As expected, the Slyme got off to a hot start -- so hot, in fact, that their 24-4 record was the best Chapter One performance ever in BDBL history.  It was just the third time in league history a team won 24 games in one chapter.  The Slyme barely let up in Chapter Two, going 19-9.  And when they went just 13-11 in Chapter Three, some thought the team was finally beginning to cool down.

But in Chapter Four, SoCal picked up the pace again, going 18-6.  They then followed that with a remarkable 19-9 record in Chapter Five.  Heading into the final chapter of the season, the Slyme sported an astounding record of 93-39 (.705), and the debate began over whether this team could beat the Stamford Zoots' all-time BDBL record for wins in a season (115, set in 2003.)

Southern Cal achieved the inevitable on October 12th, capturing the division title (Sylvester's fourth.)  Then, on October 25th, the Slyme won their record-shattering 116th game of the season.  They closed out the year on a high note, going 23-5 in Chapter Six, and played .750 ball over the second half of the season.

Earning the unenviable position of facing the Slyme in the Division Series were the Chicago Black Sox, whose .556 winning percentage paled in comparison.  Nevertheless, Chicago shocked the establishment by winning Game One by a score of 7-3, behind the pitching of BDBL post-season legend Roy Oswalt.  Incredibly, Chicago won Game Two as well, as starter Jeff Francis and four Chicago relievers combined to hold the vaunted SoCal offense to just one run on seven hits.

When the series shifted to Chicago, most BDBL followers believed the Black Sox's Cinderella story would end in the hitter-friendly confines of "The Ballpark in Aurora."  Instead, Chicago pounded out 16 runs on 16 hits against SoCal pitchers Orlando Hernandez and (reliever) Ted Lilly, while Chicago starter Carlos Zambrano once again held the Slyme offense at bay.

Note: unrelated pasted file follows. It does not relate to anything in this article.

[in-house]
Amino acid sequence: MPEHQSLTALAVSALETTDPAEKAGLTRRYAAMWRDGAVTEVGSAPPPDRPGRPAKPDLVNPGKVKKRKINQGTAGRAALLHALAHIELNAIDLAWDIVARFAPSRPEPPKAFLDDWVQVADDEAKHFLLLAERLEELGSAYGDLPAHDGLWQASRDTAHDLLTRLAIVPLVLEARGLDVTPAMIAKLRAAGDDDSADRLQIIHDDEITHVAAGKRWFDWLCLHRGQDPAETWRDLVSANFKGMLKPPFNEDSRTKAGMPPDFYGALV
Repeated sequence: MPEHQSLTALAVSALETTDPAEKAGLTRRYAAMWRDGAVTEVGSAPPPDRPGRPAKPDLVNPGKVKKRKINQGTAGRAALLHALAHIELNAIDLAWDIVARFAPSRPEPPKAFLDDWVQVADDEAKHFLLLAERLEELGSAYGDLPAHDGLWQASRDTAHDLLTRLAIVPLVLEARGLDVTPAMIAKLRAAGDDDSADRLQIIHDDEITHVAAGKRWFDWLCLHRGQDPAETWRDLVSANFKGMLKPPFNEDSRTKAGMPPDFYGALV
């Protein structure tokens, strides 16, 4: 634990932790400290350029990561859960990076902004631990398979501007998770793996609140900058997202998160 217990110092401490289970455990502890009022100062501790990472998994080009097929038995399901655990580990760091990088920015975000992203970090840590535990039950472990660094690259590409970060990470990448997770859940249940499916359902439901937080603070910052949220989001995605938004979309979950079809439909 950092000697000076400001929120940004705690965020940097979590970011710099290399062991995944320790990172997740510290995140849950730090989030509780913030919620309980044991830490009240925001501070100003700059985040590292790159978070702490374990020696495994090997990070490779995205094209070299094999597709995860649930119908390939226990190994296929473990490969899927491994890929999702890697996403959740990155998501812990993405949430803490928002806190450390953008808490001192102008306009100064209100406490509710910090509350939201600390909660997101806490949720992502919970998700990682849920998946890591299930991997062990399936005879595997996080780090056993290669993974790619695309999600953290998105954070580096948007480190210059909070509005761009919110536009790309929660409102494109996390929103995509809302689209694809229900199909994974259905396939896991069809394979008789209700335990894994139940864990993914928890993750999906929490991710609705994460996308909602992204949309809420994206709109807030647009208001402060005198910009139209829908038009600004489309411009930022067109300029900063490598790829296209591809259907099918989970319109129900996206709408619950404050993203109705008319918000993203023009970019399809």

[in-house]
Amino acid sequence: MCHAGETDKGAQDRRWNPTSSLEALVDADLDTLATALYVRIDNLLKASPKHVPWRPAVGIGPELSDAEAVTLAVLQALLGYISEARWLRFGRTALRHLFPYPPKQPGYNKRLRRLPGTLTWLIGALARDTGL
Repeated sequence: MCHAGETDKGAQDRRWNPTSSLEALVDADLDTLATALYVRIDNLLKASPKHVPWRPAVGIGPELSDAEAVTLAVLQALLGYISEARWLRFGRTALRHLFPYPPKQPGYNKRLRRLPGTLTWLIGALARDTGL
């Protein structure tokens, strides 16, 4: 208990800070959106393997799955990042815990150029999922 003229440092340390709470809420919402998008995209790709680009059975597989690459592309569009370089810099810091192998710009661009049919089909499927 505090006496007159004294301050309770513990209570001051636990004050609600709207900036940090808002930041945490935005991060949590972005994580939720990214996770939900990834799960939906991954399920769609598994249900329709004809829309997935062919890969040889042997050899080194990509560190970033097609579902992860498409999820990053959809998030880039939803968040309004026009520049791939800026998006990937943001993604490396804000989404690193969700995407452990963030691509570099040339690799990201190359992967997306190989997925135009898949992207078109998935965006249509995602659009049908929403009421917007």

Incredibly, the Black Sox had taken a three-games-to-none lead over the heavily-favored Slyme.  But the story became even more incredible when Chicago completed the sweep of Southern Cal in Game Four, winning by a comfortable 7-3 margin as Jeff Suppan outpitched Curt Schilling.  For the series, SoCal hit just .225/.307/.302 as a team, with just one home run and ten runs scored in four games.  And thus ended what had been the greatest single season team performance in BDBL history.


Throughout the first decade of the BDBL's existence, it would be difficult to find a person who made more of a commitment to the league than Bob Sylvester.  In the league's very first season, Sylvester took the time out of his schedule to attend the first-ever live draft, even though he didn't yet own a franchise in the league.  He then stepped in at the 11th hour and completed the draft that Kevin Manley had begun, with hardly any notice whatsoever, saving the league from having to postpone our draft -- and possibly our inaugural season.

Later, Sylvester proved his extraordinary commitment to the league when he went "above and beyond the call of duty" by managing his franchise from a desert tent in the middle of a tiny Middle Eastern country halfway across the world.  For this, the BDBL will forever be in Sylvester's debt.

On the field, it is difficult to argue with Sylvester's success as a GM.  In ten seasons, Sylvester averaged 84 wins (despite back-to-back seasons of 110+ losses), won four division championships (in two different divisions), and appeared in six playoffs.  He also set an all-time BDBL record for team wins in a single season.

There appears to be no single explanation for Sylvester's success.  He has deftly mixed expensive veterans and inexpensive rookies on his roster.  He has maintained a perfect balance of quality pitching and hitting.  He has traded away some good prospects and retained others.  He has made some good trades, and some (but not many) bad.  And he has generally spent his money wisely each winter.

And perhaps that is the lesson to be learned from Sylvester's tenure in the BDBL: there is no singular strategy guaranteed to succeed.  As Sylvester has demonstrated, perhaps balance in all aspects of the game leads to the greatest success.